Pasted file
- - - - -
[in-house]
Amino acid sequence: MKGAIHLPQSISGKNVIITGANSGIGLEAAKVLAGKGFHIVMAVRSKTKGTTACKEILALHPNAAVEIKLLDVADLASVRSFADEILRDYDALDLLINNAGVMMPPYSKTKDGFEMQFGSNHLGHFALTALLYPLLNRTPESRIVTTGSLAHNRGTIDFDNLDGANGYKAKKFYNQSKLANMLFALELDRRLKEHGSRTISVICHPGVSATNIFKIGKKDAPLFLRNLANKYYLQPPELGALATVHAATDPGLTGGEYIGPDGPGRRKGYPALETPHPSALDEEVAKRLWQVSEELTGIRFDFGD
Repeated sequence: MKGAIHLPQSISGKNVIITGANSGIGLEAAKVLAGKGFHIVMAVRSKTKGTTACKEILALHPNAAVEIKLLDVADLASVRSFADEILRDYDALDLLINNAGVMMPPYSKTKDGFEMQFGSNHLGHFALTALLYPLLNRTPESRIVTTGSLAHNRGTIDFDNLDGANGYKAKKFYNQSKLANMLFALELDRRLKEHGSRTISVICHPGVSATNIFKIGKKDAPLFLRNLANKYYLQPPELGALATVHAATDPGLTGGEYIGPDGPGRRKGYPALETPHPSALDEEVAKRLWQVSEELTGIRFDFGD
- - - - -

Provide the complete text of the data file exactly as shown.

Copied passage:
[in-house]
Amino acid sequence: MKGAIHLPQSISGKNVIITGANSGIGLEAAKVLAGKGFHIVMAVRSKTKGTTACKEILALHPNAAVEIKLLDVADLASVRSFADEILRDYDALDLLINNAGVMMPPYSKTKDGFEMQFGSNHLGHFALTALLYPLLNRTPESRIVTTGSLAHNRGTIDFDNLDGANGYKAKKFYNQSKLANMLFALELDRRLKEHGSRTISVICHPGVSATNIFKIGKKDAPLFLRNLANKYYLQPPELGALATVHAATDPGLTGGEYIGPDGPGRRKGYPALETPHPSALDEEVAKRLWQVSEELTGIRFDFGD
Repeated sequence: MKGAIHLPQSISGKNVIITGANSGIGLEAAKVLAGKGFHIVMAVRSKTKGTTACKEILALHPNAAVEIKLLDVADLASVRSFADEILRDYDALDLLINNAGVMMPPYSKTKDGFEMQFGSNHLGHFALTALLYPLLNRTPESRIVTTGSLAHNRGTIDFDNLDGANGYKAKKFYNQSKLANMLFALELDRRLKEHGSRTISVICHPGVSATNIFKIGKKDAPLFLRNLANKYYLQPPELGALATVHAATDPGLTGGEYIGPDGPGRRKGYPALETPHPSALDEEVAKRLWQVSEELTGIRFDFGD